By RDECOM Soldier Center Public Affairs

23 Responses to “Natick Evaluates New Boot Technologies”

  1. CAVstrong says:

    Maybe I missed it but can you explain the specific boots in the pictures and what their intended environment is?

  2. Pro Patria says:

    Any mention of the cold weather boots that have been in testing?

  3. lovemygear says:

    Unfortunately very few Soldiers (at all level and ranks) actually understand what a boot should provide. I am convinced that many of the knee and back injuries in Soldiers are a result of rucking and working in footwear that is crap. I have yet to find any combat boot approved for wear (whether issued or COTS) that provides the equivalent support, comfort and protection of even a mid grade hiking boot. (I know it is not a perfect comparison but the Army could do so much better.)

  4. xdarrows says:

    “A bad pair of boots will ruin a Soldier’s day and possibly result in injuries, so we really believe that each of these prototype boots have the potential to improve the lives of Soldiers”.

    So why MUST these boots have 8” shafts? The civilian market has decided that 8” shafts are unnecessary.

    Why does the “Uniform Board” have any say on the boots? This is a component of a combat system, not something for parade.

    Why are these tests always with initial entry soldiers (which includes most of a line infantry battalion)? Why don’t they test them at Ranger School and with 1st SFC(A)? Afraid of the feedback they’d get?

    • SSD says:

      If they tested them at Ranger School, a bad pair of boots could result in a student being injured or failing. BCT is a much more forgiving environment. Natick doesn’t like to test equipment for GP Forces with SF because SF Soldiers tend to take better care of their equipment than Soldiers assigned to GP Forces. It results in skewed feedback.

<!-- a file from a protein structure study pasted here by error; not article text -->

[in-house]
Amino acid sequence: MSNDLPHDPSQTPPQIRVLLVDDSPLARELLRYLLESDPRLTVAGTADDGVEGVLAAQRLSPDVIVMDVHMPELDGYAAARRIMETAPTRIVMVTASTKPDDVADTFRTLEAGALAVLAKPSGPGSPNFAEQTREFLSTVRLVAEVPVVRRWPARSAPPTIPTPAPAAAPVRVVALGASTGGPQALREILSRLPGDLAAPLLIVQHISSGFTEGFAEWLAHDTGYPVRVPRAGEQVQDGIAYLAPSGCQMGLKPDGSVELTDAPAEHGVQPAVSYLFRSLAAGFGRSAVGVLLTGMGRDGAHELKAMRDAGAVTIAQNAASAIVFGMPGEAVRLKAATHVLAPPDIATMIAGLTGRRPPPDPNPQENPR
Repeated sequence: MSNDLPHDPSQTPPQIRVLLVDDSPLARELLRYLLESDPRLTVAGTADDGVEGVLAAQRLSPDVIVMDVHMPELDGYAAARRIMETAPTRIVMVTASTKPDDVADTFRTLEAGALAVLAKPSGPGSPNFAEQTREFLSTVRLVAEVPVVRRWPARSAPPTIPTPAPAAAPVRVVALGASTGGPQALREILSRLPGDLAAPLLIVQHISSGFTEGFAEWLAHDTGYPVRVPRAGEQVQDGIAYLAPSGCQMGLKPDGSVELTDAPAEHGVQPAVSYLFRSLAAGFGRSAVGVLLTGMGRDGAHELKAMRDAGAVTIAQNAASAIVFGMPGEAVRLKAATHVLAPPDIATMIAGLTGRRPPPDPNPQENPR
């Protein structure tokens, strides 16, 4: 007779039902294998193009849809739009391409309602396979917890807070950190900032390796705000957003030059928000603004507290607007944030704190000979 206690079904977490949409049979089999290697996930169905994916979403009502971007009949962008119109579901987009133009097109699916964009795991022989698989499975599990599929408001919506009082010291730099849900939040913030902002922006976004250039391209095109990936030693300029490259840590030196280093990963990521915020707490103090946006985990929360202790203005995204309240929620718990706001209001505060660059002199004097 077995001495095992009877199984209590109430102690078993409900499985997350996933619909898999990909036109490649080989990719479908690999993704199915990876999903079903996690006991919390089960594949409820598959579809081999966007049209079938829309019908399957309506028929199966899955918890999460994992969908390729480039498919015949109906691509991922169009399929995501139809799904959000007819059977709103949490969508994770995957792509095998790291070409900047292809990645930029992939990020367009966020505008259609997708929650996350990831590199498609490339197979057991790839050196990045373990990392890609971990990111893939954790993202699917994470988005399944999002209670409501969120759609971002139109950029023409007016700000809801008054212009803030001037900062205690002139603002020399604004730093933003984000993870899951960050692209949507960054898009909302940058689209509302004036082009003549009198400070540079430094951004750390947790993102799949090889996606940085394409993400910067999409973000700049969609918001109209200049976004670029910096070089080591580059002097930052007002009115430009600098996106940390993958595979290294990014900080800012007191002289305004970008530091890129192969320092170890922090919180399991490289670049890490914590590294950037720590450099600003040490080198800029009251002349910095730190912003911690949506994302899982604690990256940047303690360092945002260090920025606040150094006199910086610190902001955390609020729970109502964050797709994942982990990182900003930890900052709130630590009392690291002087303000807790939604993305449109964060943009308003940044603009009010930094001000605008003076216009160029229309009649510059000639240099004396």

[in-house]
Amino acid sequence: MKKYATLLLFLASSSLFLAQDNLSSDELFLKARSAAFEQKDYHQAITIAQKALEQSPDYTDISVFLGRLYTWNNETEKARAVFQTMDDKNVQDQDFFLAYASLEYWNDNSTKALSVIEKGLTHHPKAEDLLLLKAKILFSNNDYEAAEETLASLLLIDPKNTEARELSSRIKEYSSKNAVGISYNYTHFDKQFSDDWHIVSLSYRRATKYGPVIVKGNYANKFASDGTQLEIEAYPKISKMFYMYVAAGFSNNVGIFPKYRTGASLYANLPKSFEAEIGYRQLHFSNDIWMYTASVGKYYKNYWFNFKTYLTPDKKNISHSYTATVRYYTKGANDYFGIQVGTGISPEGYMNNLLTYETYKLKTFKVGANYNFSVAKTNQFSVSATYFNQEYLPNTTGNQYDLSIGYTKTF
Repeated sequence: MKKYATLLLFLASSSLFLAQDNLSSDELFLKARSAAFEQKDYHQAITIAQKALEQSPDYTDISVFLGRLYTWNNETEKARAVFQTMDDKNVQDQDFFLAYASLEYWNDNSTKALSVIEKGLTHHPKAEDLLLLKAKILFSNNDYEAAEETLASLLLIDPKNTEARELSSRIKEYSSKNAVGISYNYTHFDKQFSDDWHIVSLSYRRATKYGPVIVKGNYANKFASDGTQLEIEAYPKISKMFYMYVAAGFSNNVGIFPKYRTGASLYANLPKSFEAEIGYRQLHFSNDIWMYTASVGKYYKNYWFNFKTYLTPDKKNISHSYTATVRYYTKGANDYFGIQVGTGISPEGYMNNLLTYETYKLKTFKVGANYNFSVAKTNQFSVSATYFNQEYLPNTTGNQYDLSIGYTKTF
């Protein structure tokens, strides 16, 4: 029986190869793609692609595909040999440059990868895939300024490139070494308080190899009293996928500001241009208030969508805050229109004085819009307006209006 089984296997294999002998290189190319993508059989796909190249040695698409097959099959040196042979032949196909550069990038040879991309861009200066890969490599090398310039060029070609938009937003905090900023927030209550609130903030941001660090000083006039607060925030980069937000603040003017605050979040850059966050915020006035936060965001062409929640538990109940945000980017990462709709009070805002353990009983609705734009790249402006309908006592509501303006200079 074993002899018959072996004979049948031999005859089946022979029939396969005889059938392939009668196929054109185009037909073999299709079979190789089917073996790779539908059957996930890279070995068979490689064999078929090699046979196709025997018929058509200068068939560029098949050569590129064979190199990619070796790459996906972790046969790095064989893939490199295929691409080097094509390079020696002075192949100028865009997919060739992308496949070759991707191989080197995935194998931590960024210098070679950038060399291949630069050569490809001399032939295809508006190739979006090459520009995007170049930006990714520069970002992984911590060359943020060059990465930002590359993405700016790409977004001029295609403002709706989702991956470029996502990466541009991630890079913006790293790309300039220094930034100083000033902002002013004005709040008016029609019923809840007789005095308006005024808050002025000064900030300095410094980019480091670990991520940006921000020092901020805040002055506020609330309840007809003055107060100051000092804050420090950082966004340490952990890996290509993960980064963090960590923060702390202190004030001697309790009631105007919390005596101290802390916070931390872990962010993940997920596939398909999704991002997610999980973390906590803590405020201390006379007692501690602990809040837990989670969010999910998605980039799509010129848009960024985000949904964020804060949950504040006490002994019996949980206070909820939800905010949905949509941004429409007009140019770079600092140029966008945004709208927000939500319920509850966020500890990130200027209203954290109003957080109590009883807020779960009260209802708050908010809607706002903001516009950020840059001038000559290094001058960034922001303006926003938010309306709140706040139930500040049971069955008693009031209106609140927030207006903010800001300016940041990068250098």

• Darkhorse says:

        When I was in Ranger School in 91, one of the platoons in my company evaluated black jungle boots for big army so it can (and has) been done there in the past.

        FYI-

        • SSD says:

          I could never understand why, in the transition from Green to Black, that the back of the upper would blow out.

    • Baldwin says:

      The taller shaft you refer to is to protect the lower leg from things encountered while brush bustingand (things that poke, puncture, and abrade) and is also less likely to get your boot sucked off your feet when deep mud slogging…all things civilians avoid like the plague.

      • d says:

        You’re not wrong, but the lower leg protection could come in the form of gaiters/leggings if needed. A tall boot for the jungle, maybe, but I don’t think that it should be the standard height for all boots.

        I won’t pretend that the uniform board has way too much say in all of this.

    • Steve says: